Join us for a conversation with Yuval Levin, the Director of Social, Cultural, and Constitutional Studies at the American Enterprise Institute, for a conversation about the thought of Edmund Burke. Levin, the author of The Great Debate: Edmund Burke, Thomas Paine, and the Birth of Right and Left, will situate Burke’s thought in the broader context of the late eighteenth century and reflect on its enduring philosophical and political influence.
The conversation will be moderated by Jennifer Tsien, Associate Professor of French at UVA and author of The Bad Taste of Others: Judging Literary Value in Eighteenth Century France.
Yuval Levin is the director of Social, Cultural, and Constitutional Studies at the American Enterprise Institute (AEI). He also holds the Beth and Ravenel Curry Chair in Public Policy. The founding and current editor of National Affairs, he is also a senior editor of The New Atlantis and a contributing editor to National Review.
Dr. Levin and scholars in the Social, Cultural, and Constitutional Studies research division study the foundations of self-government and the future of law, regulation, and constitutionalism. They also explore the state of American social, political, and civic life, while focusing on the preconditions necessary for family, community, and country to flourish.
Dr. Levin served as a member of the White House domestic policy staff under President George W. Bush. He was also executive director of the President’s Council on Bioethics and a congressional staffer at the member, committee, and leadership levels.
In addition to being interviewed frequently on radio and television, Dr. Levin has published essays and articles in numerous publications, including The New York Times, The Wall Street Journal, The Washington Post, and Commentary. He is the author of several books on political theory and public policy, most recently “A Time to Build: From Family and Community to Congress and the Campus, How Recommitting to Our Institutions Can Revive the American Dream” (Basic Books).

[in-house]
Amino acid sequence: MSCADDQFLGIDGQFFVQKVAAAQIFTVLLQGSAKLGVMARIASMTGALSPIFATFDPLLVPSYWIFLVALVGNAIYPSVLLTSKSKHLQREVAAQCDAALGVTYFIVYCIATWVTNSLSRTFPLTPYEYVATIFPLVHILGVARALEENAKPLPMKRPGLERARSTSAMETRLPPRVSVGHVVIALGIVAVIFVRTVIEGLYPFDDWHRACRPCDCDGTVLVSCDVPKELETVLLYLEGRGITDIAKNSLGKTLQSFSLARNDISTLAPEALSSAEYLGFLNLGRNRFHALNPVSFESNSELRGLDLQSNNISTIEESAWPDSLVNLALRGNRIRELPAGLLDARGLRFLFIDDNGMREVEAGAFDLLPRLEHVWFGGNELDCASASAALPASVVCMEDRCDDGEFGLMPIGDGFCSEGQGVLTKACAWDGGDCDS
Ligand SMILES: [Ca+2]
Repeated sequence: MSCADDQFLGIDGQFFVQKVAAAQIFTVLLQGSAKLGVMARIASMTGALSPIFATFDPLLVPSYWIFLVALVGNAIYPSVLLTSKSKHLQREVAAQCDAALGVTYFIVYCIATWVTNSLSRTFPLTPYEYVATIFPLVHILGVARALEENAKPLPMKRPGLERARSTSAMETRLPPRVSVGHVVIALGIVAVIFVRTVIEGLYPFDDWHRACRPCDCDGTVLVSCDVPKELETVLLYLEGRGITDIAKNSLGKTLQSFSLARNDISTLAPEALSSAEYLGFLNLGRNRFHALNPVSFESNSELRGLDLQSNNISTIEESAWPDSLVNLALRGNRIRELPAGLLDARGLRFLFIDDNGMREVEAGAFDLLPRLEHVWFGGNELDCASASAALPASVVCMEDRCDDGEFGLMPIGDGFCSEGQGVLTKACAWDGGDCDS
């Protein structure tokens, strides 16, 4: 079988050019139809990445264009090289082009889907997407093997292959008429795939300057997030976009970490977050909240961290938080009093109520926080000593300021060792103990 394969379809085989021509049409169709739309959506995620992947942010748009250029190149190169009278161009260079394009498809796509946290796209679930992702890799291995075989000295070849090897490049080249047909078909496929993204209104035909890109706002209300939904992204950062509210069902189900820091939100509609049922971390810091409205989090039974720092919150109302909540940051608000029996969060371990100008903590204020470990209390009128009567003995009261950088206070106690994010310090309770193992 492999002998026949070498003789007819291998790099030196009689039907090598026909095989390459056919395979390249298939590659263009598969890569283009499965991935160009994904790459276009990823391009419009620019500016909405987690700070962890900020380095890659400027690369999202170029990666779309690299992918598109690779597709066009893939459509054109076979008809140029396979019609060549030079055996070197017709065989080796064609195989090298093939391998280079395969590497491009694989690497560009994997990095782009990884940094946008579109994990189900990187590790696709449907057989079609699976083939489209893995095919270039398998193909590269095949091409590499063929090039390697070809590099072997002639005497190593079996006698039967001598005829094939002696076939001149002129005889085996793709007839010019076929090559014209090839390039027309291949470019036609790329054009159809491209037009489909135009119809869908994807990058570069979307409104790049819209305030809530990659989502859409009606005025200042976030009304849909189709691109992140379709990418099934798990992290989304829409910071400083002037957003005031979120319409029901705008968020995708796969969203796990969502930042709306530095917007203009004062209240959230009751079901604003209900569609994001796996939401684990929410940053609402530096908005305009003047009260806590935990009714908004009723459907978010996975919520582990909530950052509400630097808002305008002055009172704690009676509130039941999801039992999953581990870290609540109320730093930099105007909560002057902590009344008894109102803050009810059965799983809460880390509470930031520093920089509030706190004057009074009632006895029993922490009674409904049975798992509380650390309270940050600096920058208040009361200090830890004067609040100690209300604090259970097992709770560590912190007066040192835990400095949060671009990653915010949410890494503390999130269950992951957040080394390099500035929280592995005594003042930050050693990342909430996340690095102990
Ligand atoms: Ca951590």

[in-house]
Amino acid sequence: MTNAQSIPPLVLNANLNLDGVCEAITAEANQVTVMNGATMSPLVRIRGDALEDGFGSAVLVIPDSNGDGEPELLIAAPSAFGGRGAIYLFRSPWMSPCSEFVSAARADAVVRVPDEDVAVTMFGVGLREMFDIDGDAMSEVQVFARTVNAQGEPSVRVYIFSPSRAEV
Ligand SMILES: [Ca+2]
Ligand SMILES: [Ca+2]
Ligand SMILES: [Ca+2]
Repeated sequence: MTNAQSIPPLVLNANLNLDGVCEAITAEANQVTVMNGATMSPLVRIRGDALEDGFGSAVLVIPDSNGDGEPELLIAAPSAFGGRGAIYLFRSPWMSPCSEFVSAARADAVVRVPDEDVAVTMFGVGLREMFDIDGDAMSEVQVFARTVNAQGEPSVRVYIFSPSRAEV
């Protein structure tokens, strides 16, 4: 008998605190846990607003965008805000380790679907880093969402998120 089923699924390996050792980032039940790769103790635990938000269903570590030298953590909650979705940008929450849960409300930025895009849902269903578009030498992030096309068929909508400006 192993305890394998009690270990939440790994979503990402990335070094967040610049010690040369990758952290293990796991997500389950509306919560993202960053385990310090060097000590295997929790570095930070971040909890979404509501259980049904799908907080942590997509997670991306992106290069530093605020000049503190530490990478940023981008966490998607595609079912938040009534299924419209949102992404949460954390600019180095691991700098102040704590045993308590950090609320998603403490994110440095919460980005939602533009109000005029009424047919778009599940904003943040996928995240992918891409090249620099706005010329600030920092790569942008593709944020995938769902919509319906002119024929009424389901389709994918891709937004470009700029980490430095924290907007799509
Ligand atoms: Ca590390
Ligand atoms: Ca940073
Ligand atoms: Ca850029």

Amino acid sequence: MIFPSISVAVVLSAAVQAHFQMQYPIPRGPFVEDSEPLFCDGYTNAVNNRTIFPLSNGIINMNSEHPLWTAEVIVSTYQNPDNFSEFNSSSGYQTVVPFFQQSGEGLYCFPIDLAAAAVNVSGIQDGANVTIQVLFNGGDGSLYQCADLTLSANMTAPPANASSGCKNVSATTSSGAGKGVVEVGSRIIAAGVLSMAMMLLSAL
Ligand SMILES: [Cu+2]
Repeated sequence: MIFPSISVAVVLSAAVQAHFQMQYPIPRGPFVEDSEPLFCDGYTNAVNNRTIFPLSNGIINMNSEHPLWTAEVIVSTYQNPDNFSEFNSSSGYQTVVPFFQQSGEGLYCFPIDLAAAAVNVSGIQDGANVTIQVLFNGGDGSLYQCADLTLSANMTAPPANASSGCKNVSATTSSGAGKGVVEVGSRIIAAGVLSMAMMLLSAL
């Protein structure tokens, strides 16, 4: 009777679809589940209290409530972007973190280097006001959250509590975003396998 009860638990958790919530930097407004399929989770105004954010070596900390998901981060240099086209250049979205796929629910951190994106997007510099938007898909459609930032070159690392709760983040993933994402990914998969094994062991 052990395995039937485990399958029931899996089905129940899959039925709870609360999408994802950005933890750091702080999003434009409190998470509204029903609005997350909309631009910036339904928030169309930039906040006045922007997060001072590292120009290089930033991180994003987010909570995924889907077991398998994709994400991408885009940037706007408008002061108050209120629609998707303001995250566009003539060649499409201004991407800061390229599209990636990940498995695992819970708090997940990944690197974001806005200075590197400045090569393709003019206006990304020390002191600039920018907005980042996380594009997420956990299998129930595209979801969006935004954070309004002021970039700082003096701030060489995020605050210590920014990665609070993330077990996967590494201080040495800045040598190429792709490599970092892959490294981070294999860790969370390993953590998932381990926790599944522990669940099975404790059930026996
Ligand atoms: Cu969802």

He holds an MA and PhD from the Committee on Social Thought at the University of Chicago.
Professor Jennifer Tsien's primary area of research is the Enlightenment, especially Voltaire. In her first book, Voltaire and the Temple of Bad Taste, she focused on Voltaire's use of satire to enforce his rules of good writing, specifically in his comic epic about Joan of Arc, La Pucelle d'Orléans. In her second book, The Bad Taste of Others, she expanded her inquiry into French eighteenth-century ideas about good and bad literary taste. Currently, she is writing a book about colonial Louisiana (1710-1803) and the ways in which people protested imperial policies, for example through satirical songs, sentimental speeches, and fictionalized histories. She is generally interested in research questions involving the satirical tradition, French aesthetics, and the history of New Orleans.